Sky Davies, manager of Tasman Environmental Trust, and project manager Julie Newell welcome the government’s funding boost for the Waimea Inlet. Photo: Matt McCrorie.

Financial boost to restore Waimea Inlet

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The internationally-significant Waimea Inlet has received a welcome funding boost from the government.

Prime Minister Jacinda Arden announced last week a package of 23 projects across the country that will clean up the nation’s waterways and create over 2000 jobs.

$1.6 million has been allocated across two environmental projects based in the Waimea Inlet.

Tasman mayor Tim King has welcomed the funding boost from the government to an area that has seen a lot of work in recent years.

“This funding recognises what’s been achieved so far and gives us the chance to carry that on and do even more in future.”

The Waimea Inlet is the largest semi-enclosed estuary in the South Island.

The Waimea Inlet Enhancement project has been given $500,000 to fund actions in an existing plan that weren’t budgeted for, which will include improving water quality of tributaries feeding into the inlet, increasing saltmarsh habitat, creating a habitat restoration strategy for the inlet, and ongoing weed control of inlet margins.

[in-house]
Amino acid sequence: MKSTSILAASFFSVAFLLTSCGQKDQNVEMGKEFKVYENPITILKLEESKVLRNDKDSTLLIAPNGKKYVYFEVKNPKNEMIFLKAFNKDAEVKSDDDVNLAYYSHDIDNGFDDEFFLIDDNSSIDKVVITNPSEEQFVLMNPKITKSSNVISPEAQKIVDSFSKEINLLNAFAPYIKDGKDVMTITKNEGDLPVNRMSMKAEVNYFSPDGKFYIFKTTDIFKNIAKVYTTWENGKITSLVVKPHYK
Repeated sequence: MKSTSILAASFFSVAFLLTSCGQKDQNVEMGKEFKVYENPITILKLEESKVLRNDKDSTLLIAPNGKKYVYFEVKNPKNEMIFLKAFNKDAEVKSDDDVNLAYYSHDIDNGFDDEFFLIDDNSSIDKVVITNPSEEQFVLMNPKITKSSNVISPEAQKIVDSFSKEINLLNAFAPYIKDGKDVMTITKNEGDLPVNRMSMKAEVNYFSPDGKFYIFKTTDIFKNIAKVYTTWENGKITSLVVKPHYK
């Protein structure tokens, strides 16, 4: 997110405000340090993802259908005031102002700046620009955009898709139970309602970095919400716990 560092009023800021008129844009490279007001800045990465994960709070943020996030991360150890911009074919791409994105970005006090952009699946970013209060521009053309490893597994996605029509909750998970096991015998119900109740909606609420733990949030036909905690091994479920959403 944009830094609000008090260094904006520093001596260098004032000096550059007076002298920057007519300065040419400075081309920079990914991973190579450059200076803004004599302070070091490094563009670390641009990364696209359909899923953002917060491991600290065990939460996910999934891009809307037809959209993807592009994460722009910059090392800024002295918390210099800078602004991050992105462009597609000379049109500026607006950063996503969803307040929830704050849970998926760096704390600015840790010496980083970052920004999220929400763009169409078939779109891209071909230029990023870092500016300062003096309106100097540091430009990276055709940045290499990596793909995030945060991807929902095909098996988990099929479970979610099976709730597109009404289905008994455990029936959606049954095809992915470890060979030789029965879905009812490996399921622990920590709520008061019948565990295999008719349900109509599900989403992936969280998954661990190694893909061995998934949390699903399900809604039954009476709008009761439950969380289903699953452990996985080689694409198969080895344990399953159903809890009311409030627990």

The second project is The Waimea Inlet Billion Trees project, which has received funding of $1.1 million for another 70,000 trees to be planted and maintained, which will cover around 60-70 hectares of the Waimea Inlet margins.

This funding continues planting work that was funded in 2019.

Sky Davies, manager of Tasman Environmental Trust, says that the boost is “really exciting”.

She says that Tasman Environmental Trust has a collaborative goal with the Tasman District Council and the Department of Conservation to improve the health of the inlet.

“This funding will allow for a lot more planting, and it will create more jobs in restoration work,” Sky says.

The $1.1 million announced for estuary habitat work will build on the planting programme that was funded by the government’s one billion trees scheme.

This will bring the number of shrubs and trees planted in the inlet to over 170,000 in the next few years.

“This is a phenomenal funding boost towards the work that we’ve been doing,” says Sky.

She says that the funding boost has highlighted the importance of the Waimea Inlet.

“This funding is building on a huge amount of enthusiasm for the inlet and it’s great to have central government recognise that.”

Up to 14 new environmental jobs could be created as a result of the funding boost.